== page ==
IM this article to a friend!

June 12, 2003

Lending a hand at the circus

From: Baltimore Sun, MD - Jun 12, 2003

Local sign interpreter bringing the Big Top to the hearing impaired

By Amanda Smear
Sun Staff

As the lights go down under the UniverSoul Circus big top and a hush comes over the anxious children in the crowd, a single spotlight breaks through the darkness and all attention is focused on Nichele Mason, clad in a simple black cloak and white gloves.

Long before the Chilean stunt dogs, Brazilian showgirls, Gabonese stuntmen or boxing kangaroo come out to wow the audience, all eyes are on Mason, a Baltimore resident who interprets all spoken aspects of the circus into sign language. Hailed as the "world's only African-American owned and operated circus," UniverSoul is more than just a visual spectacle. Ringmaster Casual Cal spreads humor and a message of hope and inspiration, a message that Mason's interpreting provides for hearing-impaired people in the audience.

Before Nikki Mason came along, UniverSoul - like other major touring circuses - had no interpreter. "About seven years ago, I came to see UniverSoul perform in Baltimore, and I was impressed by how Cal really interacted with the crowd," explains Mason, who was then assisting in sign-language courses while studying psychology at Towson University . "I have a lot of deaf friends, so I told UniverSoul I wanted to volunteer my services as an interpreter."

For the next five years, as she completed her degree at Towson and finished a master's in special education at Coppin State College , Mason performed with the circus when it visited the Baltimore-Washington area.

During Mason's second year as UniverSoul's interpreter, word began to spread throughout the deaf community about her performance. Students from Gallaudet University, the college for the deaf and hearing impaired in Washington, came to the circus in large numbers, prompted to attend primarily because there was an interpreter.

"I started getting e-mails from people who had seen the circus and wanted to thank me," says Mason, who is currently on tour with UniverSoul's Poppin' Soul circus in Richmond, Va. "One group of Gallaudet students even recognized me in a restaurant and wanted their pictures taken with me."

Mason still seems shocked by all the attention, but these few zealous fans were not the only people who had been touched by her interpreting. Calls and requests started pouring in to UniverSoul's Atlanta headquarters from around the country wondering why an interpreter was not available at all performances.

UniverSoul invited Mason to become a salaried member of the tour, so she decided to "run away and join the circus." For 20 of the past 24 months, hearing-impaired fans at more than 800 performances in cities all over North America have been able to enjoy the UniverSoul circus and not miss a beat.

Mason describes her encounter with one mother who was moved to tears after attending the circus with her daughter, who is hearing impaired. "She told me that seeing how her daughter responded to my interpreting of a story within the circus performance inspired her to learn how to 'sign' as well. She wanted to be able to tell her daughter a story that she could enjoy in the same way."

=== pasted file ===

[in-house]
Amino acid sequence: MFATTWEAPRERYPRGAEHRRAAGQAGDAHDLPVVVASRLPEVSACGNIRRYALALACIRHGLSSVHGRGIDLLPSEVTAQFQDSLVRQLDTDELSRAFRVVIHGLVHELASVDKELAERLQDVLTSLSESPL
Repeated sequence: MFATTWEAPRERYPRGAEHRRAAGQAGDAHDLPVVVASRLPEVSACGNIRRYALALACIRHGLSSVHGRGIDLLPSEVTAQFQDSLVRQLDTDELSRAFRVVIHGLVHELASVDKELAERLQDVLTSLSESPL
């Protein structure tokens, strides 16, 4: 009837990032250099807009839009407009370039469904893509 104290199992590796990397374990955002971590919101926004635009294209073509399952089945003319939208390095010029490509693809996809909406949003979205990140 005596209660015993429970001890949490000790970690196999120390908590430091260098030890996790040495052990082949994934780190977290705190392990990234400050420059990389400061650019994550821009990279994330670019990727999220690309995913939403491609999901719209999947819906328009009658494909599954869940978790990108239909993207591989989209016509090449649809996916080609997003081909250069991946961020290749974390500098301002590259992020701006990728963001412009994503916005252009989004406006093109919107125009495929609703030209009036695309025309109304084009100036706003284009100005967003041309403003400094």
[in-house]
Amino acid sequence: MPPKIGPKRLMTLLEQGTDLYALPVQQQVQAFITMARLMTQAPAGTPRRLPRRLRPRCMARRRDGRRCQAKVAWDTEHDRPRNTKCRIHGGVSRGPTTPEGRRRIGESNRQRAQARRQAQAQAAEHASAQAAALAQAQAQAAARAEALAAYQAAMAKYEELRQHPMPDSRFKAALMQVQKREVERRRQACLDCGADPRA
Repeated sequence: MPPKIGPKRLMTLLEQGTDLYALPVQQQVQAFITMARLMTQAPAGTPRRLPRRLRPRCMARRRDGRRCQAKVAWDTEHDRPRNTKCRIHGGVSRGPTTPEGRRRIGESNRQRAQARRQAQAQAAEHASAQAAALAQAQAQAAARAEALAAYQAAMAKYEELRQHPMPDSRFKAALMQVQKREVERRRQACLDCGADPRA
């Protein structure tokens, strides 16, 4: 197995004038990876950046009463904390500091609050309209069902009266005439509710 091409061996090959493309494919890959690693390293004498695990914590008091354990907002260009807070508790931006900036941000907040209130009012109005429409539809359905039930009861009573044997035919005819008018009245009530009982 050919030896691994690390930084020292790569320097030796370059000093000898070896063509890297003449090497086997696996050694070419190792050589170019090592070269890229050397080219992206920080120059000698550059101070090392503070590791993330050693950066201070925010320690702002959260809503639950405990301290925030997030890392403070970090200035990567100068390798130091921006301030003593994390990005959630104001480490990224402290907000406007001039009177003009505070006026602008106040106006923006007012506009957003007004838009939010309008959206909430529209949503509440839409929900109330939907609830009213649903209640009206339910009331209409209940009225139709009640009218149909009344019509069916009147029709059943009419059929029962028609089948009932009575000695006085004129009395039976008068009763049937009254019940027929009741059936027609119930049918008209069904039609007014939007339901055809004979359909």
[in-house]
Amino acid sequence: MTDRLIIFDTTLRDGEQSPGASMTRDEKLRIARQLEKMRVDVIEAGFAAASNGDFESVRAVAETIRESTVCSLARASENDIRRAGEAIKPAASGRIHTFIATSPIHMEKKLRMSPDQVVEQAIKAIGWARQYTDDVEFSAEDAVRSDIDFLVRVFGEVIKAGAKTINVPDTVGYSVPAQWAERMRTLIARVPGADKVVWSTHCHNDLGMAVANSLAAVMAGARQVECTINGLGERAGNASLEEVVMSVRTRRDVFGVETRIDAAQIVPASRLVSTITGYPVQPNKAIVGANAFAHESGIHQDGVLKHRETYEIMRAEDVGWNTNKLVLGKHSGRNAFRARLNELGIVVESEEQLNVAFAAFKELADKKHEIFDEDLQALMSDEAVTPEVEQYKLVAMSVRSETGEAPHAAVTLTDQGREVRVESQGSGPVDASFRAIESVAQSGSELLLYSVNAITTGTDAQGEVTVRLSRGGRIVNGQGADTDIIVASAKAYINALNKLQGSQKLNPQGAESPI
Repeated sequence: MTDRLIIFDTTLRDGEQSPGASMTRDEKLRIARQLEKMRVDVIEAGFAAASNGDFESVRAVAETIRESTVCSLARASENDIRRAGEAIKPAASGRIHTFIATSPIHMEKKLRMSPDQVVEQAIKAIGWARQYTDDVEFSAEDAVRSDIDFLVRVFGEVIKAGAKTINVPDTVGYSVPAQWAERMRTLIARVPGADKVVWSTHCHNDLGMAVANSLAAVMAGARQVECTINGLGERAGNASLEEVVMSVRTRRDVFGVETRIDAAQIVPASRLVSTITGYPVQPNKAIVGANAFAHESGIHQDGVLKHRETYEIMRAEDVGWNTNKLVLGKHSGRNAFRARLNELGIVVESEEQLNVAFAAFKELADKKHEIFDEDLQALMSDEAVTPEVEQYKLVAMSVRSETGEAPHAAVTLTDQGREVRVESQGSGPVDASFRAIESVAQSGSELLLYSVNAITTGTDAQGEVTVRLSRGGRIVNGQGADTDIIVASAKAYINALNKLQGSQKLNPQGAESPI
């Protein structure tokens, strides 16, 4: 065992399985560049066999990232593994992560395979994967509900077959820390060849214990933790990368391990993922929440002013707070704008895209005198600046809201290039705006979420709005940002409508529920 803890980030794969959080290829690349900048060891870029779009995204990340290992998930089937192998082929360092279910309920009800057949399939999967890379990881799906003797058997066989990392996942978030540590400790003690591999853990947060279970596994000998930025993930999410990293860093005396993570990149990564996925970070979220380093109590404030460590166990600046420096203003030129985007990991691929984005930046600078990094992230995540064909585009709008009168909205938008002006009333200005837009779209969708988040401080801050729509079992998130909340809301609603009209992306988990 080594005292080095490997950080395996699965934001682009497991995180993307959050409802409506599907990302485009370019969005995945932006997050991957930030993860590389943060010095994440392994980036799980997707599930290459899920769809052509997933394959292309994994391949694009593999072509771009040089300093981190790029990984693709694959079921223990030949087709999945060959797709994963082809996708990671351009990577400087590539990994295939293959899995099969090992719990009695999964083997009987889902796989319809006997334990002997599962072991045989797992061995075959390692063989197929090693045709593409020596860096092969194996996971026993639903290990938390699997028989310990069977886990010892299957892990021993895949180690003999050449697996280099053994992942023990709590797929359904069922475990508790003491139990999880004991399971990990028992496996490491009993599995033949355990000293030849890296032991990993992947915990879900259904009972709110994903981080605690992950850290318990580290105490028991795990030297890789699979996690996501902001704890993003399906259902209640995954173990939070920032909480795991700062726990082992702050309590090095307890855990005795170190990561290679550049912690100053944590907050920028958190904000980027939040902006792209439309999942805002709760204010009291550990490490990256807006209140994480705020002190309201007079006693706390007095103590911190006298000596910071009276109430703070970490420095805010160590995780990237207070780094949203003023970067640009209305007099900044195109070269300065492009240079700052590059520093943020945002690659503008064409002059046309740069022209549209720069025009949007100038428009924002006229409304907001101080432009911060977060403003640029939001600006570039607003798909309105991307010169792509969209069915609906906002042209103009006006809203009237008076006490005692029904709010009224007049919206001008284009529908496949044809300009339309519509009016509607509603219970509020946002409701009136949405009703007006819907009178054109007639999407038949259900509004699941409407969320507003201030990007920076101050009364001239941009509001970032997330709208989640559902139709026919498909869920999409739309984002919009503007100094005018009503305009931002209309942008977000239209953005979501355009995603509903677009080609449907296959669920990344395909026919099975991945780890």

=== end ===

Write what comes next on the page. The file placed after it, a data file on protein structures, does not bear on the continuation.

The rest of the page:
It is in inspiring others that Mason first got to put her interpretive skills to use. She began interpreting gospel concerts at St. John A.M.E. Church near her childhood home on Park Heights Avenue in Pimlico. More recently, she has been an interpreter for Bethel A.M.E. Church in Baltimore as well as the Long Reach Church of God in Columbia.

Besides providing her services to the deaf, Mason is also a certified school teacher. While traveling with UniverSoul, she instructs many of the other performers' pre-kindergarten and elementary school-aged children and tutors the performers who are still in high school.

The eldest of Edward and Sheila Mason's five children, Mason says she has always had a strong desire to learn and communicate with others. It was this desire that led her to sign language in the first place. "When I was 15, I could already speak French and Spanish, but I couldn't really communicate with the people I met who were hearing impaired. I thought, 'I should be able to communicate with all Americans' and I began to study American Sign Language in high school."

Mason, who will not give her age other than to call herself a "young" woman, graduated from Western High School in Baltimore.

UniverSoul allows Mason to communicate with thousands of people in a variety of ways. Not only does she interpret the pre-recorded voiceovers and scripted material spoken by the ringmaster, she also keeps up with his impromptu humor, spontaneous comments from the crowd, song lyrics and call-response directions such as "If you're happy and you know it, clap your hands." She sways, dances, mouths lyrics and signs in time with the lively hip-hop music and is showcased in a gospel interpretation of Kirk Franklin's "You Can Lean on Me."

The song offers a message of hope to everyone, promising that all obstacles can be overcome through perseverance and faith. The song's message fits in with Mason's belief that, "being deaf isn't a disability, it's just a difference."

Mason, who is now working on a doctorate in special education administration at Gallaudet, doesn't know how long she'll stay with UniverSoul. "I'm having a great time touring," she says. "There's a lot of caring throughout the group, almost like a family."

For tour dates for UniverSoul's Poppin' Soul and Soul in the City circuses, visit the Web site.

Copyright © 2003, The Baltimore Sun